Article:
Banning JL, Weddle AL, Wahl GW, Simon MA, Lauer A, Walters RL et al.. Antifungal skin bacteria, embryonic survival, and communal nesting in four-toed salamanders, Hemidactylium scutatum. Oecologia 156: 423-429

California State University Bakersfield Department of Biology 9001 Stockdale Highway Bakersfield CA 93311-1099 USA
Oecologia (Impact Factor: 3.09). 05/2008; 156(2):423-429. DOI: 10.1007/s00442-008-1002-5


We examined a novel hypothesis for the maintenance of communal nesting in the salamander, Hemidactylium scutatum, namely that communal nests are more likely than solitary nests to be associated with cutaneous antifungal bacteria, which
can inhibit fungal infections of embryos. A communal nest contains eggs of two or more females of the same species. The nesting
behavior of H. scutatum females and survival of embryos were determined by frequent nest surveys at three ponds. For communal nests, embryonic survival
tended to be higher and catastrophic nest failure was lower. Pure bacterial cultures of resident species were obtained from
the salamanders’ skins by swabbing and tested against a fungal pathogen of embryos (Mariannaea sp.) in laboratory assays. We found that 27% of females had skin bacteria inhibitory to Mariannaea sp. Communal nests were more likely to have at least one female with antifungal bacteria than were solitary nests. Using
a culture-independent assay (denaturing gradient gel electrophoresis of 16S rRNA gene fragments), we found that bacterial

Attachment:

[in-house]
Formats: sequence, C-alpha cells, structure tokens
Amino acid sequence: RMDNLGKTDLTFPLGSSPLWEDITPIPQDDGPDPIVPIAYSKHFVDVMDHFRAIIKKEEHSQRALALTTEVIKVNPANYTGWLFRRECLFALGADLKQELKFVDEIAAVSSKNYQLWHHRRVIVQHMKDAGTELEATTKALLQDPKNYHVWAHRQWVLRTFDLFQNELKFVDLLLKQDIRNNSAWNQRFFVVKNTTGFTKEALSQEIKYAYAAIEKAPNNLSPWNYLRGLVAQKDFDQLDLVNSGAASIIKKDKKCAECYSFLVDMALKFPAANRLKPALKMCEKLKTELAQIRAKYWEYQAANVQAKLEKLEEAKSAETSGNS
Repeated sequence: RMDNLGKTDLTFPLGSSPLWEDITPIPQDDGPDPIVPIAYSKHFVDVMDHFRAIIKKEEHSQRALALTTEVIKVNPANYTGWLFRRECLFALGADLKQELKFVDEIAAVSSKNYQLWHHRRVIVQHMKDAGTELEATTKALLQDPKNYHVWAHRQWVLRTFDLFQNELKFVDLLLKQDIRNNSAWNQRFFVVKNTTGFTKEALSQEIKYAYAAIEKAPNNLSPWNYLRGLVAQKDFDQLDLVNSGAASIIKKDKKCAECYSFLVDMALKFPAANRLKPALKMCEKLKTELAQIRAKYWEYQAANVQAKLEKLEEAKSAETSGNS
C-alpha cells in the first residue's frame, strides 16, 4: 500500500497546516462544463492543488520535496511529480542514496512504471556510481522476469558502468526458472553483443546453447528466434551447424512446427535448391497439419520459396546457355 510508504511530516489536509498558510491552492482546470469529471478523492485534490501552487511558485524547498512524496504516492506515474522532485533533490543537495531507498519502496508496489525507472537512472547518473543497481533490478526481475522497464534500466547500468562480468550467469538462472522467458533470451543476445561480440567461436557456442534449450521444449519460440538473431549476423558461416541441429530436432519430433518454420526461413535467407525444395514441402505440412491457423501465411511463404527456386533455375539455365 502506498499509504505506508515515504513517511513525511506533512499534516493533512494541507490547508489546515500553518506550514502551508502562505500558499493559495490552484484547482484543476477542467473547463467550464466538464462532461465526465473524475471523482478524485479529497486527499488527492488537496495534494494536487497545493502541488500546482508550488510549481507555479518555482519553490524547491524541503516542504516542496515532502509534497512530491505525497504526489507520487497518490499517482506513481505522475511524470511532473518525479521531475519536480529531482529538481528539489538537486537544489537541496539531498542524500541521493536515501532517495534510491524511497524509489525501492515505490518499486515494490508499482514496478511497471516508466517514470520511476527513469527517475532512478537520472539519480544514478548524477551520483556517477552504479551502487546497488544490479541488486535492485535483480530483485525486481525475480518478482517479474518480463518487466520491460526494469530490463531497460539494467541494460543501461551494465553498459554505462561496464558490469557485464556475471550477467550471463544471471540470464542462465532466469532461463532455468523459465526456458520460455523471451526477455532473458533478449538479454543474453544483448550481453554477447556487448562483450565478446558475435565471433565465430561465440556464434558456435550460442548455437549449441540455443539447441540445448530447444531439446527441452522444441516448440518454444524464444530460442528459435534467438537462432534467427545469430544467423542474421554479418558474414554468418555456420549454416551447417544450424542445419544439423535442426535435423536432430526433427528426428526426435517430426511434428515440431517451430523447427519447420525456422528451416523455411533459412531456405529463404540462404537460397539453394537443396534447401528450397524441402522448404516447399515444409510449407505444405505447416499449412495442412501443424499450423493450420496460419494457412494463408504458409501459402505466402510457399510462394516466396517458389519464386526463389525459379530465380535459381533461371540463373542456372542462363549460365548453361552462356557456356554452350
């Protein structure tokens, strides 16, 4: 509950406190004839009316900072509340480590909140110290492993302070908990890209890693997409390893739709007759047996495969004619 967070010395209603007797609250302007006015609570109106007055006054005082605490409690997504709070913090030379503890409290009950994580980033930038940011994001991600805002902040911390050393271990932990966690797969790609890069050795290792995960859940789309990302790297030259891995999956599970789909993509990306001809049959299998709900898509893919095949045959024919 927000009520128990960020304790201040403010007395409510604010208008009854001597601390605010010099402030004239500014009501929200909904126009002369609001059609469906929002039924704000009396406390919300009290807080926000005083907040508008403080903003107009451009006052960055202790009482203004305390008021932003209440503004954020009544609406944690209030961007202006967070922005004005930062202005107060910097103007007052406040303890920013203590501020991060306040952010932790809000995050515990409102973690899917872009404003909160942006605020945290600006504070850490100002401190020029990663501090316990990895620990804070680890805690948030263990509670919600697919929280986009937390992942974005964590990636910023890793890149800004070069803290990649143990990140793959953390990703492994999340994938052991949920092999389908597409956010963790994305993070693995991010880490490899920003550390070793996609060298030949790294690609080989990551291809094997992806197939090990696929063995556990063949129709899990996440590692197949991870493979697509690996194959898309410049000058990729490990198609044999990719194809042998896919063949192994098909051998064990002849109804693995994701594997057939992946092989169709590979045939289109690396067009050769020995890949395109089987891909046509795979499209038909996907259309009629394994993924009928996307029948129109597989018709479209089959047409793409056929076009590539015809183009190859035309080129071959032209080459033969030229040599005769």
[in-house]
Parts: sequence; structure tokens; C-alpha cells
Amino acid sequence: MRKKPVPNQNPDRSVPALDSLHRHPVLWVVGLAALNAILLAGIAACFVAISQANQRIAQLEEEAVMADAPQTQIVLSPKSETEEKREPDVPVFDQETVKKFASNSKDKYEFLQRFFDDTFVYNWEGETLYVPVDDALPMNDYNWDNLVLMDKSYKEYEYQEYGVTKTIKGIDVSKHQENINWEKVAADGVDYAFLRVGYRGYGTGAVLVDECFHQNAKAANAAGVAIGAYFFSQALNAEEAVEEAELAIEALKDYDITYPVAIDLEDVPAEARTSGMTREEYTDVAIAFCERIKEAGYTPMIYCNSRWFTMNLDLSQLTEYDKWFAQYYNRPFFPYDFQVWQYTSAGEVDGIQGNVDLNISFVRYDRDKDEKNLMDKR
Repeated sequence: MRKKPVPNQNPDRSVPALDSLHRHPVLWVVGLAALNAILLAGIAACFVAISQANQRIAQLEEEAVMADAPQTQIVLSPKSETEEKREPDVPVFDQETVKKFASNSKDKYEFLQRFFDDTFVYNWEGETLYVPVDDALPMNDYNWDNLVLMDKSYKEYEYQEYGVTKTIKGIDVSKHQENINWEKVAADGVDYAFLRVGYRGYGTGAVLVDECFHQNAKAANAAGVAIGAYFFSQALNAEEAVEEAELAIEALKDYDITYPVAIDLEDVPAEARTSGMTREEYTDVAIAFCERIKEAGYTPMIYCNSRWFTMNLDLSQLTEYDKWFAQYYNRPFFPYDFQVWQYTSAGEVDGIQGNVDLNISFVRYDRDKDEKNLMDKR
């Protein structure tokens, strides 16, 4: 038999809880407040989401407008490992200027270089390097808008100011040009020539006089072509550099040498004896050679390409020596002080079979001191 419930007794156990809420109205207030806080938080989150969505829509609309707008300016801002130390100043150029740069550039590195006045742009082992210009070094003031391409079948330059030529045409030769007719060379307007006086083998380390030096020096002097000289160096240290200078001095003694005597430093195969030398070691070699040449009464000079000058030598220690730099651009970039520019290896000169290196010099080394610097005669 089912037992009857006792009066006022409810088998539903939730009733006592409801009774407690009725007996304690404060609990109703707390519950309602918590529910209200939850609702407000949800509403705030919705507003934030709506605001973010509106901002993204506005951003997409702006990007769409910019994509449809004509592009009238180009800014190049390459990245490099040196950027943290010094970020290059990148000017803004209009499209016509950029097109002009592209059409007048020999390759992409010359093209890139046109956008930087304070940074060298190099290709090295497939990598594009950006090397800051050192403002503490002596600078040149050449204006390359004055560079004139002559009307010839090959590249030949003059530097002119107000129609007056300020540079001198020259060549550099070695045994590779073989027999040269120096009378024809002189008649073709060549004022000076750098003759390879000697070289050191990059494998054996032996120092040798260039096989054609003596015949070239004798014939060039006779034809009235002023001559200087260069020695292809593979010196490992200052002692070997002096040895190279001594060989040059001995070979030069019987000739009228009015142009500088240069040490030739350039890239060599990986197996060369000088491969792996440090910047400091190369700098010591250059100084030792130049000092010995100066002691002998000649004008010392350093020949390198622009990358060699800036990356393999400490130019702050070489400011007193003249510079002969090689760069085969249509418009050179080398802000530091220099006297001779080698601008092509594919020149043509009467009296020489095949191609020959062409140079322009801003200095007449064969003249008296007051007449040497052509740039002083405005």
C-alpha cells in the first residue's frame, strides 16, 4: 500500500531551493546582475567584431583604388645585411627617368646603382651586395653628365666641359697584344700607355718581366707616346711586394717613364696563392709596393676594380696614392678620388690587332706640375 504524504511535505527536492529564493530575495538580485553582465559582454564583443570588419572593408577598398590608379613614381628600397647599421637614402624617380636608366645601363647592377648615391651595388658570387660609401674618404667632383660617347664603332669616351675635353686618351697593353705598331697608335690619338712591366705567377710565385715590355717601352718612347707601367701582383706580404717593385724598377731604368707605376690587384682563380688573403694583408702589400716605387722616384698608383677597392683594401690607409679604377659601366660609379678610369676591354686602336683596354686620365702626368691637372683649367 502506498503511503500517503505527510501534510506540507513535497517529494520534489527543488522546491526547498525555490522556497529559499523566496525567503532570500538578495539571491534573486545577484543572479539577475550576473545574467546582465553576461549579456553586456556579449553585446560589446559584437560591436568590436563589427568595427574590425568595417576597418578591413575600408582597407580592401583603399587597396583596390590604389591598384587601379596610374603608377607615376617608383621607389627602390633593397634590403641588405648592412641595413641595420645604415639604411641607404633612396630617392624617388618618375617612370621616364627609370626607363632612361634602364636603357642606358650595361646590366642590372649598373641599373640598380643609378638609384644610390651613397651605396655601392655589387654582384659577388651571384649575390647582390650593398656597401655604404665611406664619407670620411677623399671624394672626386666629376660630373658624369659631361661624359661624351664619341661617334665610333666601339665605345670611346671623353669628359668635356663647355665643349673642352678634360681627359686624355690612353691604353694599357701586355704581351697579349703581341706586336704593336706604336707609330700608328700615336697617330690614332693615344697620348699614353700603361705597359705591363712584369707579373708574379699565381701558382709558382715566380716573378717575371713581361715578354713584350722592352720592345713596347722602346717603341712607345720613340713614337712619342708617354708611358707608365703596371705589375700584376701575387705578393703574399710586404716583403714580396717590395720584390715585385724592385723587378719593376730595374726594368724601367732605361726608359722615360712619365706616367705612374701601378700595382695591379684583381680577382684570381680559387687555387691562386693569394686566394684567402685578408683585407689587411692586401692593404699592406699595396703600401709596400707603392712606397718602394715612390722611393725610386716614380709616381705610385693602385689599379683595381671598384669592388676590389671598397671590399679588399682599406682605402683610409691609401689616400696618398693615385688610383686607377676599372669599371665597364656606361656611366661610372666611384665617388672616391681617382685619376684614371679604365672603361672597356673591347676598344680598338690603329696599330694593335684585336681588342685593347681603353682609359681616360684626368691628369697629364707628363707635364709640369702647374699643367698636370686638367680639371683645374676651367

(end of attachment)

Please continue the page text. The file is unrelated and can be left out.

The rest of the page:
species on females and embryos were more similar to each other than they were to bacterial species found in soil within the
nest, suggesting that females transmitted skin bacteria to embryos. The presence of anti-Mariannaea skin bacteria identified from the laboratory assays did not prevent fungal presence in field nests. However, once a nest
was visibly infected with fungi, presence of anti-Mariannaea bacteria was positively correlated with survival of embryos. Microbe transmission is usually thought to be a cost of group
living, but communal nesting in H. scutatum may facilitate the transmission of antifungal bacteria to embryos.

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    • "The potential for using symbiotic bacteria for probiotic treatments against chytridiomycosis is currently being investigated (reviewed by Bletz et al., 2013), and on-going research has identified symbiotic bacteria that inhibit the growth of the chytridiomycosis fungus, Batrachochytrium dendrobatidis, from a number of amphibian species (e.g. Harris et al., 2006; Culp et al., 2007; Lauer et al., 2007; Banning et al., 2008; Brucker et al., 2008; Flechas et al., 2012; Loudon et al., 2013; Roth et al., 2013). "
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    • "†These authors contributed equally to this work. embryos of shrimp, lobsters, squid, wasps and some salamanders from pathogenic bacteria and/or competitor fungi (Gil-Turnes, Hay & Fenical 1989; Barbieri et al. 1997, 2001; Currie et al. 1999; Kaltenpoth et al. 2005; Cardoza, Klepzig & Raffa 2006; Banning et al. 2008; Scott et al. 2008), or aphid hosts from their parasitoids (Oliver et al. 2003), which illustrate the great variety of animals that use antibiotic-producing bacteria as defence against pathogenic infection. Animals live in a bacterial world, and exploring their physiological, morphological and behavioural characteristics facilitating colonization of beneficial microbes is of prime importance for understanding animal–bacteria interactions in general and the evolution of the mutualistic relationship in particular (McFall-Ngai et al. 2013). "
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